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Saturday, April 22, 2023, marks the 53rd anniversary of Earth Day. The secular Earth Day organization is continuing the theme of “Investing in Our Planet”. The Catholic Climate Covenant has chosen as the theme for this year’s Earth Day “Simple Living: God’s Vision of Abundant Life.” This theme is intended to activate the Catholic community to complementary concrete action against over-consumption, materialism, and the throwaway culture. It also provides an opportunity to explore how we can engage with the “Adoption of Sustainable Lifestyles” goal of the Vatican’s Laudato Si’ Action Platform. In Laudato Si’ Pope Francis calls us to ecological conversion through contemplation and compassion, reminding us that an integral ecology requires taking time to reflect on creation and our own lifestyle, “contemplating the Creator who lives among us and surrounds us” (LS225). He calls us to imitate Jesus by being wholly present to the cries of the earth and the cries of the poor.
Leader: As we begin our prayer, let us take a few moments to contemplate the abundant blessings God showers on us through the richness of the natural world around us. Settle in to
a comfortable position. Close your eyes. What is your sacred place where you can connect with the beauty of creation and feel gratitude for this gift? Place yourself there in your imagination. Breathe in the joy this scene gives you. Breathe out your thanks to your loving Creator God. Rest in God’s vision of abundant life. (Take 5 or 10 minutes of silent reflection.)
Leader: O Lord, how lovely it is to be your guest. Breeze full of scents; mountains reaching to the skies; waters like boundless mirrors, reflecting the sun's golden rays and the scudding
All nature murmurs mysteriously, breathing the depth of tenderness. Birds and beasts of the forest bear the imprint of your love. Blessed are you, mother earth, in your fleeting loveliness, which wakens our yearning for happiness that will last forever, in the land where, amid beauty that grows not old, the cry rings out: Alleluia!
All: You have brought us into life as into an enchanted paradise. We have seen the sky like a chalice of deepest blue, where in the azure heights the birds are singing. We have listened to the soothing murmur of the forest and the melodious music of the streams. We have tasted fruit of fine flavor and the sweet-scented honey. We can live very well on your earth. It is a pleasure to be your guest.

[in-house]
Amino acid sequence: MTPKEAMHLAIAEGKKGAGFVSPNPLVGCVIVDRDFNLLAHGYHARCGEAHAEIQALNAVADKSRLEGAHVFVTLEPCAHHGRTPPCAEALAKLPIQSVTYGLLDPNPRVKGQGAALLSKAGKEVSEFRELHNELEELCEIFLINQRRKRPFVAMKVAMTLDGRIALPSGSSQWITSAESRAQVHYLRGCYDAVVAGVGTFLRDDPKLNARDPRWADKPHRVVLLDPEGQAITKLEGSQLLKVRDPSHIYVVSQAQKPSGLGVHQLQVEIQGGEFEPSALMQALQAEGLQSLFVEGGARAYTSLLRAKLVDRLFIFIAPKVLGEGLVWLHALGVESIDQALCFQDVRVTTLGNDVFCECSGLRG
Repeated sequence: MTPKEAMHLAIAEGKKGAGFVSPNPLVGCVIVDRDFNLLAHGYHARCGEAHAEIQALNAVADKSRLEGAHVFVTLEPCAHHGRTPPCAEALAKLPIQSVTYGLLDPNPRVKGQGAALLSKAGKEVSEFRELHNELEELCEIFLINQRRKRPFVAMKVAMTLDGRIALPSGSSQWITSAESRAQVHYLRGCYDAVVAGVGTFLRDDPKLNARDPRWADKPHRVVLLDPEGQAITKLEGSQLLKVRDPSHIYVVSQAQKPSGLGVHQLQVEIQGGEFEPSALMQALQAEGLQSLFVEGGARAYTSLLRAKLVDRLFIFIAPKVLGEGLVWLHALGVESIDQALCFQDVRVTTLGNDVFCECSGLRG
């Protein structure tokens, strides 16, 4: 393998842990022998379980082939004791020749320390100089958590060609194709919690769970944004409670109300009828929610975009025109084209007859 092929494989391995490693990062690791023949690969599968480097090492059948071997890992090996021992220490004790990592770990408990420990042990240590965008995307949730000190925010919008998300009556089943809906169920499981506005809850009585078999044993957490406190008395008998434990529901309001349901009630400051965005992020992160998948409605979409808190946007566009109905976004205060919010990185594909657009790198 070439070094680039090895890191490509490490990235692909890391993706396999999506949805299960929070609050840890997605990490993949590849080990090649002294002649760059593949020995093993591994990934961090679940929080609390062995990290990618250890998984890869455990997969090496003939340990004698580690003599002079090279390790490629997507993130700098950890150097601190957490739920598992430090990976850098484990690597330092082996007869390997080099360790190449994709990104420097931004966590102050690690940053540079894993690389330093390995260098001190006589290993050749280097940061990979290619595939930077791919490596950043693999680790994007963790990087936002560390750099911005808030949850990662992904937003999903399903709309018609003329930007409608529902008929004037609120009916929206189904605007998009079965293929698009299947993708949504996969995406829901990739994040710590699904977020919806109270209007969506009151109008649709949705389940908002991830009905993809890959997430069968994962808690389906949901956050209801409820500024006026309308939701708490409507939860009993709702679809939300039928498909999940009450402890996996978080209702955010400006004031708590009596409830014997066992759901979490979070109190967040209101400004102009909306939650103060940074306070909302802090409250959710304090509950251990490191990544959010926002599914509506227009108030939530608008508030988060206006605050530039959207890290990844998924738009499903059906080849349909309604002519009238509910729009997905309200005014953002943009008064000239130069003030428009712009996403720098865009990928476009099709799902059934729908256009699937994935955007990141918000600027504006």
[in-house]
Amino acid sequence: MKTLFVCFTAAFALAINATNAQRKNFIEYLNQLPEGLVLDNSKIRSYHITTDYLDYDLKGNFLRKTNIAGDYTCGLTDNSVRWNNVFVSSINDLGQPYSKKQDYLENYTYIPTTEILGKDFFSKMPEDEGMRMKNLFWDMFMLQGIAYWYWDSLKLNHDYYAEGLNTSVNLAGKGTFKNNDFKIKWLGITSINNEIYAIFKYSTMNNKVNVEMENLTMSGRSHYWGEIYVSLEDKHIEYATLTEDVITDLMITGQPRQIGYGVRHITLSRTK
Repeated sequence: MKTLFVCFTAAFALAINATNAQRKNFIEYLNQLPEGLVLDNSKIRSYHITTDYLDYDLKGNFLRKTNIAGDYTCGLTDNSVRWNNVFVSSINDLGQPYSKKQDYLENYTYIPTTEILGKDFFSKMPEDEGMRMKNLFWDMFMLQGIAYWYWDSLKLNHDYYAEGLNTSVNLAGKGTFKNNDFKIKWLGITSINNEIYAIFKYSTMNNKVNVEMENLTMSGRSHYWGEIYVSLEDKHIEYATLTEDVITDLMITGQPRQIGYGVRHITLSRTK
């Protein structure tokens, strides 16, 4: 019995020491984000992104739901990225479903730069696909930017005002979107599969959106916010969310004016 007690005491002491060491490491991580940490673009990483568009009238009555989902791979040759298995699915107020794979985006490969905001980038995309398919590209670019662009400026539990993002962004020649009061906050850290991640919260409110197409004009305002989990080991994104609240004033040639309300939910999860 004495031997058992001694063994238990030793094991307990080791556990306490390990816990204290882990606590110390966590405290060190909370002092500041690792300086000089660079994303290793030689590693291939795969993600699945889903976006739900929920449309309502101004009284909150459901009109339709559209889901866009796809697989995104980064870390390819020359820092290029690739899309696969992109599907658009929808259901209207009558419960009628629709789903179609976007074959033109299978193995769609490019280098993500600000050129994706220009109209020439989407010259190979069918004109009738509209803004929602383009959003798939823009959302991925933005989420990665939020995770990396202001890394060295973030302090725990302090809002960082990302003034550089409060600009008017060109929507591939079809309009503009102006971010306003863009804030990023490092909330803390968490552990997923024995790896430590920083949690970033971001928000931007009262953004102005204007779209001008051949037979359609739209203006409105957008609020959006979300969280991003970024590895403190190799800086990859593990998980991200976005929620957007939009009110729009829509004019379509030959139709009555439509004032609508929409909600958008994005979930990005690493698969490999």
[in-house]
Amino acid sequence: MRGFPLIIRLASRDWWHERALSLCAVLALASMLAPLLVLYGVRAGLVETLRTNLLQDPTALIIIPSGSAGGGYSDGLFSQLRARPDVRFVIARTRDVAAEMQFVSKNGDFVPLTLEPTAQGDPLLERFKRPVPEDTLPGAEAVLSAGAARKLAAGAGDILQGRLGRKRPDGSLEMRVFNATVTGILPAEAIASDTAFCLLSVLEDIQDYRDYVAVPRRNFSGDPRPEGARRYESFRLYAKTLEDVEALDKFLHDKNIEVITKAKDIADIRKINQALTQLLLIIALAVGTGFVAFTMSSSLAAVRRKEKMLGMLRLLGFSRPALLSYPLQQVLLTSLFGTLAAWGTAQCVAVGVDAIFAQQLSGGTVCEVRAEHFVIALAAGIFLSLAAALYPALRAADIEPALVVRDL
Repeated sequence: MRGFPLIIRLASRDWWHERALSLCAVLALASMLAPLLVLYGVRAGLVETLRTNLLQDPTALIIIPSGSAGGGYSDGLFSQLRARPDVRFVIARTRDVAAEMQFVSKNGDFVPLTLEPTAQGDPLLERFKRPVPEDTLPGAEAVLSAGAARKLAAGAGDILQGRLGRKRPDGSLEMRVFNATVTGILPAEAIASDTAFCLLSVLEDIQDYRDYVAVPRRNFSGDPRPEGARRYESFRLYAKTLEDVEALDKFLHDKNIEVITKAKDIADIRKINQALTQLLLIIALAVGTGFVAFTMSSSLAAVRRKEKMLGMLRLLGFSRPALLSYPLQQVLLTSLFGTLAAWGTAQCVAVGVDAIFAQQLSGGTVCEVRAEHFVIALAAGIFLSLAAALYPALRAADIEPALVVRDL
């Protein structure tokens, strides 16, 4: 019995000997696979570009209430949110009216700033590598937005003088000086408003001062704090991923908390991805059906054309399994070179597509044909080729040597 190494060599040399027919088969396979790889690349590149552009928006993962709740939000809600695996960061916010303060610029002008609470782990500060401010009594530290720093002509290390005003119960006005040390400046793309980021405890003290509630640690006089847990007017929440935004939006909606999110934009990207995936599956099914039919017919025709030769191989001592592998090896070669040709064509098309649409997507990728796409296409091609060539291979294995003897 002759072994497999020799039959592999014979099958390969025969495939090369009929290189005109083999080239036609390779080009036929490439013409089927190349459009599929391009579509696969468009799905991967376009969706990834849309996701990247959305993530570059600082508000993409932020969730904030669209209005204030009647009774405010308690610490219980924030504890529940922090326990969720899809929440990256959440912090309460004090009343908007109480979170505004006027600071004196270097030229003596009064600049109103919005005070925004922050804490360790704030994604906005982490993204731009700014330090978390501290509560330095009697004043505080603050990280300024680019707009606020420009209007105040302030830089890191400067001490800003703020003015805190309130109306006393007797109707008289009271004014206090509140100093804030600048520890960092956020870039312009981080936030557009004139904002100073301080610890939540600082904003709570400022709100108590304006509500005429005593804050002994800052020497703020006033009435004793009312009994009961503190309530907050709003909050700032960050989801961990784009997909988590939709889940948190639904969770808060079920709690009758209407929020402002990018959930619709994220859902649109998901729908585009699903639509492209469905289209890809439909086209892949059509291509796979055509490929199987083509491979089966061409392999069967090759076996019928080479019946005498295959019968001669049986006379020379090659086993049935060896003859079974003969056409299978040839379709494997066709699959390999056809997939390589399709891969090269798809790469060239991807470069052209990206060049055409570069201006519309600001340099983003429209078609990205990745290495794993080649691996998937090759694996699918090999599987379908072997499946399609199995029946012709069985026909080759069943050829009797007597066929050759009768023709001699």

(adapted from the Akathist of Thanksgiving," found among the effects of Protopresbyter Gregory Petrov at his death in a prison camp in 1940. The title is from the words of Saint John Chrysostom as he was dying in exile. It is a song of praise from amids terrible sufferings attributed to Metropolitan Tryphon of Turkestan.)
Reader: In an address to members of Laudato Si’ communities in Italy in 2020 Pope Francis remarked: "Compassion is not a beautiful feeling, it is not pietism; it means creating a new bond with the other. The world needs this creative and active charity, people who do not stand in front of a screen to comment, but instead, people who get their hands dirty to remove degradation and restore dignity."
Optional Reflection or Sharing: How have I exhibited compassion toward the earth and all its creatures in my actions? What else can I do now to strengthen that bond? How can I get my hands dirty to remove degradation and restore dignity?
Leader: Let us acknowledge our failures in heeding the cries of the earth and the cries of the poor and pray for the grace of conversion.
How many and wonderful are your works, O God. In wisdom you have made them all. But we confess that as creatures privileged with the care and keeping of your Creation that we have abused your Creation gifts through arrogance, ignorance, and greed.
All: (Alternate sides or rotate).
We confess risking permanent damage to your handiwork; we confess impoverishing Creation’s ability to bring you praise.
We confess that we often are unaware of how deeply we have hurt your good earth and its marvelous gifts.
We confess that we often are unaware of how our abuse of Creation has also been an abuse of ourselves.
How long will it take before we awaken to what we have done? How many waters must we pollute? How many woodlots must we destroy?
How many forests must we despoil? How much soil must we erode and poison?
How much of Earth’s atmosphere must we contaminate?
How many species must we abuse and extinguish? How many people must we degrade and kill with toxic waste before we learn to love and respect your Creation, before we learn to love and respect our home?
For our wrongs, O God, we ask forgiveness. In sorrow for what we have done we offer our repentance.
Together: We promise to reverence your Creation as a gracious gift entrusted to us by you, our God. We promise anew to be stewards and not pillagers of what you have entrusted to us. Creator God, you have given us every reason to learn and promote the wisdom of lives lived in harmony with Creation. May we your servants, increasingly serve. May we, your servants, increasingly come to love your Creation as we increasingly come to love you, through Christ Jesus, our Lord. Amen.
(North American Conference on Christianity and Ecology, abridged)